However, these Macaws can be possessive about their owners and wary of strangers. If mistreated, they can display aggression and fear of their masters, and they are vulnerable to dramatic changes in the environment.

Scarlet Macaws are red, with yellow upper wing and blue rump, horn upper and black lower mandible, and pinkish face.

Senegal Parrot

Senegal Parrot

The popular Senegal parrot has green feathers and a gray head with the 3 subspecies differentiated by “vest” color (yellow, red, and orange.)

Feeding on seeds, fruits, and grain on the African savannahs and moist woodland areas, farmers consider them as pests.

As pets, they are easy to keep, not very noisy, whistlers and talkers that mimic a sundry of sounds. Although they bond to one person, they will switch affections and will bite if excited or belligerent.

Solomon Eclectus


Solomon Eclectus is native to Solomon Island Eclectus; therefore it is frequently referred to as Solomon Island Eclectus.

It is not very big (approximately 12-13 inches,) and it can be sexed very easily: males are bright green, and females are red and blue.

This bird is well-mannered and easy-going, but it may exhibit fear or aggression if mistreated. Processed food is not recommended, and the diet should contain vegetables, which are rich in carotenes.

Timneh African Grey Parrot

African Grey Timneh

One of 3 African Grey subspecies is the African Grey Timneh. It differs from Congo namely in a smaller size, maroon tail, and bone-colored upper third mandible.

Possessing much the same traits as their Congo cousins, they can talk, cuddle, be playful, and perform; however, some say they are less high-strung.

They diet on seeds, nuts, fruits, berries, nectar, palm oil fruits, and occasionally millet while inhabiting lowland forests, treed savannahs away from humans.

Tres Marias Amazon


Native to the Mexican Tres Maria Islands, the Tres Maria Parrots are a very rare subspecies of the Amazons and are often confused with the double-yellow-headed Amazons subspecies.

Very few have been seen in the wild, as they inhabit small islands used as penitentiary. They differ only in that Tres Marias lacks the black barring on chest feathers and yellow on the wings. Yet, like their cousins, they are great talkers and singers.

Umbrella Cockatoos

Umbrella Cockatoos

Umbrella Cockatoos are large in size, measuring 18 inches. The bird’s face wears an enchanting smiling expression, accentuated by sparkling black eyes.

The big crest on top of the head adds a glorious element to the parrot’s appearance when held erect. Umbrella Crested Cockatoos have a fine white plumage, which covers the whole body.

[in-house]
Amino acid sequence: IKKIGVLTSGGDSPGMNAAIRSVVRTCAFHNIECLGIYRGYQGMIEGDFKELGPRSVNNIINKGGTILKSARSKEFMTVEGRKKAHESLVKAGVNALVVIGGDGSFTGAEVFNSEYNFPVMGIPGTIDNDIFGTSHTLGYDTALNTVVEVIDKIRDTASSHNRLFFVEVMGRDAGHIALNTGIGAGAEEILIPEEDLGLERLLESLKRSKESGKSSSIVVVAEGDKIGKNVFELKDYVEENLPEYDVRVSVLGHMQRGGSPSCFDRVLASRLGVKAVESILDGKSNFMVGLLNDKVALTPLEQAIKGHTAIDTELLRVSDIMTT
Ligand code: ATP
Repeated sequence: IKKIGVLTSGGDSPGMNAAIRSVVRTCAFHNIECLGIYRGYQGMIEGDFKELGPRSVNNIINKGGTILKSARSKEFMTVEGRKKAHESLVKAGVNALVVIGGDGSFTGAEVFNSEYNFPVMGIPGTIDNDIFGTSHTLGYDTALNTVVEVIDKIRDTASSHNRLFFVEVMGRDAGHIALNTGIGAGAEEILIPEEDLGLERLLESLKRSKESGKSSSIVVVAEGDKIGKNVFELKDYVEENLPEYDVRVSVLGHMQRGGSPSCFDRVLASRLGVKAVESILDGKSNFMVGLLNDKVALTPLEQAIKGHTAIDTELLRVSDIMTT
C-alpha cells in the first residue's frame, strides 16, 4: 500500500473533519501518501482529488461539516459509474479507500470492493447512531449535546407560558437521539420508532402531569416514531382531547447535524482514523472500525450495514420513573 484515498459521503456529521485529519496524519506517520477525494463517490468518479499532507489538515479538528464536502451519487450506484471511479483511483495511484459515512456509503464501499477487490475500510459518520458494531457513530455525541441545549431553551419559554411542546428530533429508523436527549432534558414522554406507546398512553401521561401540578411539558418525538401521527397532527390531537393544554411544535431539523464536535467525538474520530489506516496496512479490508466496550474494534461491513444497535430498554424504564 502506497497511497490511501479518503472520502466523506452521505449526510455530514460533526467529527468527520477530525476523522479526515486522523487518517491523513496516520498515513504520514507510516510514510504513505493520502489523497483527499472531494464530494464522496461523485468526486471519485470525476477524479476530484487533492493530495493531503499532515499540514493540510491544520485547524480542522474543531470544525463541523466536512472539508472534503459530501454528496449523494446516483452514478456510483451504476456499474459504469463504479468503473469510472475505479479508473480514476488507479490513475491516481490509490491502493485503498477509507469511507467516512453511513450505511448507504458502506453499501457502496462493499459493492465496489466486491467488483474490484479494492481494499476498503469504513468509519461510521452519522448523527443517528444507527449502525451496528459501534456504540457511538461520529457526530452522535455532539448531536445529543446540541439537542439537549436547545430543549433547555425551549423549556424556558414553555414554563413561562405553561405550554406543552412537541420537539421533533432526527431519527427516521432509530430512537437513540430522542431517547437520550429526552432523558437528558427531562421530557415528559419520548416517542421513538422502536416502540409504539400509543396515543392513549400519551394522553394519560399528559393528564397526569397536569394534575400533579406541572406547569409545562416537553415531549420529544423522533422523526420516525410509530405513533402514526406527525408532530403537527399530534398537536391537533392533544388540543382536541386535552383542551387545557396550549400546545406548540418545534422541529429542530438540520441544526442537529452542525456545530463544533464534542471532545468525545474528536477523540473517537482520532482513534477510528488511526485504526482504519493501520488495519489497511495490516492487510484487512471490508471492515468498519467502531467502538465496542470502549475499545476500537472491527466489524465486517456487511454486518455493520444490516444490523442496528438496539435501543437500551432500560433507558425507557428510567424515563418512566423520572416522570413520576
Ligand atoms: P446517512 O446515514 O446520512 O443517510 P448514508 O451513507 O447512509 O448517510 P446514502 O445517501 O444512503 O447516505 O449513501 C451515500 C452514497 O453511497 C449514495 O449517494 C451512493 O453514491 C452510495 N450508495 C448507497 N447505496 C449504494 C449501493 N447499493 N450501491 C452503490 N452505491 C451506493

These birds originated in Indonesia in overgrown areas. In captivity, they make wonderful pets, but they can be extremely noisy.

White Capped Pionus Parrot


The white-capped Pionus parrots originate from South America and are the smallest of the Pionus parrots. Acquiring noticeable coloration as they mature, this subspecies is fundamentally green/blue, with a blue front and a white cap.

Basically sweet and quiet in temperament, they adapt to change, but generally bond to one person. Yet they don’t require an abundance of physical contact.

Yellow Naped Amazon


Yellow Naped Amazons can be found in Mexico, Latin, and Central America, and the northern regions of South America.

They have distinctive yellow patches on the neck, which can vary in size. Some species do not have them at all. The primary color is green, with occasional yellow markings.

These parrots are very trainable and sociable, and outbreaks of aggression are possible during breeding periods. These birds are among the three most talkative species on earth.

Yellow Shouldered Amazon


The Yellow Shouldered Amazon is a social parrot that congregates in flocks of 8-80 but is basically shy as it nests in hollow trees or clefts in the rocky cliffs. They dine on fruit including cactus fruit.

They are basically green with dusky black on feathers’ edges, with white and yellow around the eyes, and yellow splashed on the shoulders and thighs. Their wings have a red stripe and the outer edges grade to violet-blue.

They love to bathe, respond to music, have a minimal vocabulary, and stay active preferring to climb.